No Child Left Behind (NCLB), one of the goofier legislative actions in the last decade, a time filled with ludicrous laws, is scheduled for reauthorization this year. Like most federal incursions into matters that belong to the states, there is a bipartisan effort to expand its presence into even more educational functions.

No Child Left Behind Act

Soon after President George Bush took office in 2001, his administration worked with Senator Ted Kennedy to deliver a law that set up national standards, establish measurable goals, and require states to develop standards and provide assessments to determine whether these standards were met in return for receiving federal largess. As we know, whenever the feds decide to intrude on something that is a state’s duty, they always provide the states with a bribe to induce them to change their behavior. According to the original law, states are required to assess students’ knowledge in reading and math.

Let’s review why this law was stupid before we get into the changes that the Obama administration is recommending. When anyone provides financial rewards for someone else to engage in some behavior, the receiver will emphasize those actions to receive the benefits. So it is with NCLB. States that don’t care much if students learn anything of value have decided to teach to the test; students learn the few idiosyncratic topics discussed without garnering any of the analytical or critical thinking skills needed to actually reason through anything.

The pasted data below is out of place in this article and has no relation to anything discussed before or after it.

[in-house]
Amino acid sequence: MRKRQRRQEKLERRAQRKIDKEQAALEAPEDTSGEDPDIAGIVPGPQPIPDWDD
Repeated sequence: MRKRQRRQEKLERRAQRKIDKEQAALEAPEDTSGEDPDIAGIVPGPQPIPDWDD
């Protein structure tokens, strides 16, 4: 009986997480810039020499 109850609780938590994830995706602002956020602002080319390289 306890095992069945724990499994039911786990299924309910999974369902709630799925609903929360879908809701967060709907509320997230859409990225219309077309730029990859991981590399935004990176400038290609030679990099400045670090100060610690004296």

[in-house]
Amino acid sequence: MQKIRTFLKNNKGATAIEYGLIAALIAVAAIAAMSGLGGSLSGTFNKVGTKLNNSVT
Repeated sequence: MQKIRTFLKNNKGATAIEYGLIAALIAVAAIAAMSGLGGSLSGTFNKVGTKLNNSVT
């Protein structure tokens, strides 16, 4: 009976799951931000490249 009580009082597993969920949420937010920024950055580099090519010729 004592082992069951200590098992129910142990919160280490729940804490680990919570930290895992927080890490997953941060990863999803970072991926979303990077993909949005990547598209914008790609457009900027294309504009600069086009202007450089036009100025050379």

To the best of my knowledge, none of the states in the Deep South care at all about public education. If there was a referendum to eliminate ALL education funding in my state, it would easily pass. I’m not saying that that’s good or bad; I’m saying that that’s the way it is. For people in other regions to transfer their hard-earned money down here and assume that, all of a sudden, we’re gonna care, fine. We’ll take your money, and that way we don’t have to tax ourselves. So your schools get worse, and ours stay ineffective.

In South Carolina, in 2008, 81% of public schools failed the state standards. So, what did they do? They revised the standards (I guess that they now grade on a curve) so that only 40% failed. Here, where federal funding was threatened because the high school graduation rate was so low, we decided to change the rules so that students could get a high school diploma by taking a general reading and math class at some point in their high school career. They then get a general diploma which signals employers that they have no usable skills, but the state still gets its money.

So now, Duncan is proposing that arts education, including physical education, also be tested. Well, now you’re in our wheelhouse. We can just have some students paint something, or sing a song, and we’re home free. Let alone, this helps us with a difficult problem with teacher’s salaries. You see, down here the starting salary for a math teacher is the munificent sum of $25,000 per year. But a football coaching job starts at around $60,000, even if they don’t teach a single class. So now, we’ll be able to pay for something that we really care about. Thank you.